NIGS & “Google for the Wise Genealogist”

It has been a busy week.  Among many other things, I’ve been catching up on my genealogical education and training. I finished up and tested in the National Institute for Genealogical Studies (NIGSonlinene course, “Google for the Wise Genealogist.” (Got a 97.5%) It was a free course, apparently intended to have potential students learn what lessons with them might be like.

The sample offering was on a topic that I already know much about – Google.  I use Google in so many ways in my genealogy. Besides the obvious uses of Google Search and Google Maps, I use Google Drive and often create documents, spreadsheets, and other items in Google Docs, Google Sheets, etc. Basically, if I am planning on sharing a document, I use Google. I don’t use Google Scholar as much as I probably should. I have a Google Blog (Blogger web site), D. Taylor’s Food & Travel. Additionally, my genealogy blog (Don Taylor Genealogy) began life as a Blogger blog until I migrated the information to a WordPress site. I don’t use Google Patents Search as much as I should. I did find where my wife’s father patented several things but didn’t find where my grandfather supposedly patented some fishing items. (Family Oral History indicates that he patented a fishing lure.)  Anyway, I think I use Google Patents when I should as the need arises.

I think NIGS did a good job going over all of the Google tools that exist and highlighted uses that genealogists would actually find Google useful for.  The course had assignments and a final test to show understanding and competency in the material presented.

The “Google for the Wise Genealogist” course is one of the elective courses that can be used in pursuit of a Certificate in Genealogical Studies. Such a certificate requires nine compulsory basic courses, nine compulsory intermediate courses, ten required advanced courses, plus 12 elective courses. Receiving their top (American) certificate takes 40 classes.  At between $71.25 (one-time payment for all) to $89.00 per class (one at a time), the total cost to receive the “American Certificate in Genealogical Studies” runs between $2,850 and $3,560.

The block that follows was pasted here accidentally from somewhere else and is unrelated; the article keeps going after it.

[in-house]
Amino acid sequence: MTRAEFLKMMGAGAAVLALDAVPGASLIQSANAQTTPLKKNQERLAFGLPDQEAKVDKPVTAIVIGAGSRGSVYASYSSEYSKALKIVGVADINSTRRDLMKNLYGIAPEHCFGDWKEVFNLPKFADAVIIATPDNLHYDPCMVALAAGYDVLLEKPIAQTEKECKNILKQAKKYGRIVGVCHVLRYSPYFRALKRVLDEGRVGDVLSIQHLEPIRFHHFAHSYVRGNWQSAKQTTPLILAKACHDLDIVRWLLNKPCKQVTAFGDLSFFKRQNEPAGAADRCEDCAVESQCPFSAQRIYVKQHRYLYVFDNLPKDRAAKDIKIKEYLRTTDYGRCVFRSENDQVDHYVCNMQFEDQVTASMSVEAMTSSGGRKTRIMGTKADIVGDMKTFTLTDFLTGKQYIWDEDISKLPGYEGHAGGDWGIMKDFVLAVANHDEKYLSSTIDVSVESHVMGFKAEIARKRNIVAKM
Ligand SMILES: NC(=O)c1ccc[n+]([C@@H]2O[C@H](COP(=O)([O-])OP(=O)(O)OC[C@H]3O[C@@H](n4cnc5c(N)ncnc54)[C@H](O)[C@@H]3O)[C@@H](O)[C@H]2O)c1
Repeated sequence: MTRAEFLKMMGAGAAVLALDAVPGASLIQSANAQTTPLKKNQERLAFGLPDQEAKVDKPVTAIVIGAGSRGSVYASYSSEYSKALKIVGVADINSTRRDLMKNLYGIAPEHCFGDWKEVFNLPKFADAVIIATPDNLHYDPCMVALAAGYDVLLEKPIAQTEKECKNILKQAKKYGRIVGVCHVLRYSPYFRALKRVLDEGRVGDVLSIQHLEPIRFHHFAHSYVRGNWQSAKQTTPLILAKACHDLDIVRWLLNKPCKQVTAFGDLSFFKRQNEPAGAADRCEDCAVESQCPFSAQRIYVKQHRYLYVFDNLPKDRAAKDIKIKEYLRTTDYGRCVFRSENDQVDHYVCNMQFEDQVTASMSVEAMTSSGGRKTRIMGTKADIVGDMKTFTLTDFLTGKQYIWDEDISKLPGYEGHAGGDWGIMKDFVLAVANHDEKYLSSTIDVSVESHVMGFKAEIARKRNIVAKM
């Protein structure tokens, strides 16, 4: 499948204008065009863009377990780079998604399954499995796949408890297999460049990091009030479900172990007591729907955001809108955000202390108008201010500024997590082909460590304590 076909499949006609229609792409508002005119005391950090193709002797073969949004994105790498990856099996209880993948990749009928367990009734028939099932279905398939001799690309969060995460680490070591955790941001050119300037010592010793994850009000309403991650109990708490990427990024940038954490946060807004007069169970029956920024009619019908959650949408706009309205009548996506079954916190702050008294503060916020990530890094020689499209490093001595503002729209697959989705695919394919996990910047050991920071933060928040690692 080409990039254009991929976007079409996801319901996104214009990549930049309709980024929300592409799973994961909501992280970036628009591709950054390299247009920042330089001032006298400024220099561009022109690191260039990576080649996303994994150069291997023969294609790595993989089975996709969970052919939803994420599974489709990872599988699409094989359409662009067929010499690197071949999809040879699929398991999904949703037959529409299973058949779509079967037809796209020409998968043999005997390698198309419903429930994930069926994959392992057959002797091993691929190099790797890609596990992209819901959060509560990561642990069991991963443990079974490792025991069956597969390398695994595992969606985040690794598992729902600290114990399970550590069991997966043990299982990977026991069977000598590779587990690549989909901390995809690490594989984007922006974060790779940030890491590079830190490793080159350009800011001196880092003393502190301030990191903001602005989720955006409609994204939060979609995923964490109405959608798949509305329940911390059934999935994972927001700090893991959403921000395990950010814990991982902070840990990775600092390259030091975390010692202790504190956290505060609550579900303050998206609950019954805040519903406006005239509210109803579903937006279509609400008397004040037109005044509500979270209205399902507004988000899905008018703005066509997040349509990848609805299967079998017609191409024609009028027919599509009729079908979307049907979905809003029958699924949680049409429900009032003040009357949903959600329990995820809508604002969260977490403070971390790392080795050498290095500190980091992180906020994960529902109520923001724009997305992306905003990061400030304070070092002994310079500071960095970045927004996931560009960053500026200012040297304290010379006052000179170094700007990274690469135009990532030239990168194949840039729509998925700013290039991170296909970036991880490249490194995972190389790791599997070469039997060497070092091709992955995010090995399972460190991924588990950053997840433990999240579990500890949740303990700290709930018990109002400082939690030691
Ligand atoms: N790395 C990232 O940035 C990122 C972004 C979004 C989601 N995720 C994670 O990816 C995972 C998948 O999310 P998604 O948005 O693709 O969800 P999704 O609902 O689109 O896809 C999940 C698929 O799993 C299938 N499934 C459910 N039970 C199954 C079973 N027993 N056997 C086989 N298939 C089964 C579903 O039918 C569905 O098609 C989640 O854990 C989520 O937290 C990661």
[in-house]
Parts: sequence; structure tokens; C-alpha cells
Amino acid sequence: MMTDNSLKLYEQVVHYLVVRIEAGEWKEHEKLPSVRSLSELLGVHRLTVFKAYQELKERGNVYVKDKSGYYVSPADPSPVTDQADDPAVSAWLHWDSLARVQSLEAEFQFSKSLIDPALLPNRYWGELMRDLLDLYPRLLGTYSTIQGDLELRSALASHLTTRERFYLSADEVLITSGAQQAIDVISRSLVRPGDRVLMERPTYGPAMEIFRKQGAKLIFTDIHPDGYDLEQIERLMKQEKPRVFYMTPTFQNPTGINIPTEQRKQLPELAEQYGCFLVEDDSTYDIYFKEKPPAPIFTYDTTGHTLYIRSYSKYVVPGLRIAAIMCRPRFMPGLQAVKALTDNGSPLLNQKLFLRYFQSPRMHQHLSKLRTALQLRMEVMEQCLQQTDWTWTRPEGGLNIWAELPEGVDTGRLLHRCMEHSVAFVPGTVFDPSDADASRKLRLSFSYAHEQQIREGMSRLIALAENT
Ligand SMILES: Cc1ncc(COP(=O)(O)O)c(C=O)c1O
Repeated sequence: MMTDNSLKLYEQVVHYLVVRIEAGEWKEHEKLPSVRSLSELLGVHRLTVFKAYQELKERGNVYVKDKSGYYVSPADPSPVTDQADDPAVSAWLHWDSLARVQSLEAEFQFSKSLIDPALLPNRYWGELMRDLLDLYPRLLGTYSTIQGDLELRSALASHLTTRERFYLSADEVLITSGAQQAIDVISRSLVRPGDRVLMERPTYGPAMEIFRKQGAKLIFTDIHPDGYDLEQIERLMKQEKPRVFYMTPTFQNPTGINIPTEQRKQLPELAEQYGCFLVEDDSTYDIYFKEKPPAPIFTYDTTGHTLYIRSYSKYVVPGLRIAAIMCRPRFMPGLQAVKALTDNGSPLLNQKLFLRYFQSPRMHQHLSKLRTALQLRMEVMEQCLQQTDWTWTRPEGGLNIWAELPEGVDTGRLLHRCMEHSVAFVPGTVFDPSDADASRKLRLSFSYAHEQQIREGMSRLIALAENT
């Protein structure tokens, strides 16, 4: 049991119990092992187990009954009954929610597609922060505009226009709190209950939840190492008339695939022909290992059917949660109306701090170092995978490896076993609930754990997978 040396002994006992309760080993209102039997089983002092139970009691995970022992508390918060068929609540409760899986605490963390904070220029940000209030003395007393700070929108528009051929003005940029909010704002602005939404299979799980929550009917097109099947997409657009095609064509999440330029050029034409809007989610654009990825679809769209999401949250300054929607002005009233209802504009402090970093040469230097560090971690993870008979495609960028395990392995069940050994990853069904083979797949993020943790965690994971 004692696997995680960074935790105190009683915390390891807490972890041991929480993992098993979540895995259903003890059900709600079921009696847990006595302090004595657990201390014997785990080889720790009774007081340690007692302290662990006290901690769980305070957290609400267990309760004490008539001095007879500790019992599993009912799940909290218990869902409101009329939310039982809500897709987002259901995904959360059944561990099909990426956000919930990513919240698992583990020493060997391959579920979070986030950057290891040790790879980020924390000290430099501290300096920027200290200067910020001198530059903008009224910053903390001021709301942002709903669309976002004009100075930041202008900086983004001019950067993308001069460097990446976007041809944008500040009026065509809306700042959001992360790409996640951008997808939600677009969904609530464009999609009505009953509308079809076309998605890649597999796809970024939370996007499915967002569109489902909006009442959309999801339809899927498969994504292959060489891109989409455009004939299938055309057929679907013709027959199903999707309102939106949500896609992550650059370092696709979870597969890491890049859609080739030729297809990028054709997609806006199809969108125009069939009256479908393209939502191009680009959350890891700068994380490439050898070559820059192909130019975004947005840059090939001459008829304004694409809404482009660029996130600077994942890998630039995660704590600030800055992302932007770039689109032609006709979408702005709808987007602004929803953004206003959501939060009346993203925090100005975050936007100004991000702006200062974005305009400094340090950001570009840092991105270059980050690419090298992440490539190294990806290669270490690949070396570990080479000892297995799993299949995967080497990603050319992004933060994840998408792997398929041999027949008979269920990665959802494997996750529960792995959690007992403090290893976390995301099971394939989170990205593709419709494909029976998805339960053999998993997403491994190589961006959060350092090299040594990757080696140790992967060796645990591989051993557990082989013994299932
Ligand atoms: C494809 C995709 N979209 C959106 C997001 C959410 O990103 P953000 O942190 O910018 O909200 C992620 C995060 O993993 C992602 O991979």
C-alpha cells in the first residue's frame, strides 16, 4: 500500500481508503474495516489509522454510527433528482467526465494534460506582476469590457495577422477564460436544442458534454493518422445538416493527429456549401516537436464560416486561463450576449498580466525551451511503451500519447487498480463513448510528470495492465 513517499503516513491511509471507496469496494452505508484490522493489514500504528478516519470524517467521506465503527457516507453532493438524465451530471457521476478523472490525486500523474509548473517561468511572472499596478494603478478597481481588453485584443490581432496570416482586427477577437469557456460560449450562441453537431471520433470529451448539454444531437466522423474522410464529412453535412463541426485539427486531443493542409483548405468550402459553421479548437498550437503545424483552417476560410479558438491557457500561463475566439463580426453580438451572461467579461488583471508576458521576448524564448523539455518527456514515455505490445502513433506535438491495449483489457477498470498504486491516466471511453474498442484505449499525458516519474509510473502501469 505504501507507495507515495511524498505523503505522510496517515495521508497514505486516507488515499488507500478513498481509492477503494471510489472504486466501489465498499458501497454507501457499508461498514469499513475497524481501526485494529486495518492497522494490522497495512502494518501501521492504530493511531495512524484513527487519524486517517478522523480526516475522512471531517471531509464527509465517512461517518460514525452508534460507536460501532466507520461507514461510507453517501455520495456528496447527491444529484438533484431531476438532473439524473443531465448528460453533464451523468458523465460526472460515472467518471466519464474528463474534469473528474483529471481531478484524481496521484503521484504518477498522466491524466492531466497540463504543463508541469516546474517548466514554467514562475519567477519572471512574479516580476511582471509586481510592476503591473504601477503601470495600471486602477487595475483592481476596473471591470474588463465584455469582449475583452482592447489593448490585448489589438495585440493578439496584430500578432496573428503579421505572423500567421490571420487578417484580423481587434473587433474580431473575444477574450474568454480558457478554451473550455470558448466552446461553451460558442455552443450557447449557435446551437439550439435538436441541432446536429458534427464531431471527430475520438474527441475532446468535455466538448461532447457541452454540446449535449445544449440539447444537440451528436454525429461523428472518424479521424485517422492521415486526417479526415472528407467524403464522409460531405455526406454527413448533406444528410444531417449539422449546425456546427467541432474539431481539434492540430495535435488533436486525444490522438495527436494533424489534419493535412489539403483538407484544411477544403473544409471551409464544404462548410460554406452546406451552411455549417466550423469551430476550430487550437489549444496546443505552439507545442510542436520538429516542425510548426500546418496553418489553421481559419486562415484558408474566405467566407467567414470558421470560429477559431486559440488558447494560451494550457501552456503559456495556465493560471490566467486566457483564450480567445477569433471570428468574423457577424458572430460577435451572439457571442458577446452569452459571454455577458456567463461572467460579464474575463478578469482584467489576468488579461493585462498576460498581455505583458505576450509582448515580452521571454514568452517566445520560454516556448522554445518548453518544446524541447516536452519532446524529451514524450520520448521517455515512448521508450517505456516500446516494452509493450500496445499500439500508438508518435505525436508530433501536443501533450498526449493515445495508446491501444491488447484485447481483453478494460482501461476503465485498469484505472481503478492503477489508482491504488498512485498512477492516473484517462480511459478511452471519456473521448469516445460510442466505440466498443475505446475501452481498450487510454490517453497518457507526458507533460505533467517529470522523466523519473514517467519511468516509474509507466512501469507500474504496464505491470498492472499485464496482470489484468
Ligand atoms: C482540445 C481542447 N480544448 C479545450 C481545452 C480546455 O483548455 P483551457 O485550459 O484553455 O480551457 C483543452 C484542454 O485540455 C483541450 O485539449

That said, NIGS has many other certificates, such as “Librarianship” and “Methodology” you can achieve along the way.  The real key to NIGS Courses is to know what you want. Are you looking for a certificate?  If so, this might be a way to receive one.  On the other hand, if you are looking for training and experience in a particular area of study, such as Probate Records or Military Records, taking individual, specific classes might be useful in your studies.

Logo of the New England Regional Genealogical Consortium I’m still behind in my genealogy training goal, but I should catch up in April when I attend the New England Regional Genealogical Consortium (NERGC) conference.  I’m signed up for sessions every period of the conference from the time I arrive to when I expect to leave. Also, I’m an “official blogger,” so I’ll be blogging about my experiences, doing a couple interviews, and taking some pictures. It should be grand.

Family Search’s “Watch” & Barbara Bertha Trumpi

Darling/Huber/Trümpi

Family Search Watch

Family Search is one of my favorite genealogical websites. They have many great features, but one of my favorites is their “Watch” function. It is simple but really powerful.

Click “Watch”.

Family Search uses a universal tree. That is to say, everyone with a FamilySearch account sees the same tree (except for living individuals you created). Some people don’t like that feature because it means you do not have complete control over your tree. But once you have a person in the tree, you can watch that individual and be informed of any changes that occur with that person.  Those changes can provide import clues for your own research and can suggest contacts clearly interested in the same individuals as you are.

One of my problem research areas has been my wife’s great-grandmother Bertha Barbara (Trümpi) Huber and her parents [Bernhard and Bertha (Koch) Trümpi]. Little more than their names were in the tree when I began watching each of them. Over the past few months, another researcher has added several children to the couple that I didn’t know about, a second wife, who I knew about but didn’t have a name for, and Bernhard’s parents’ names. Wow!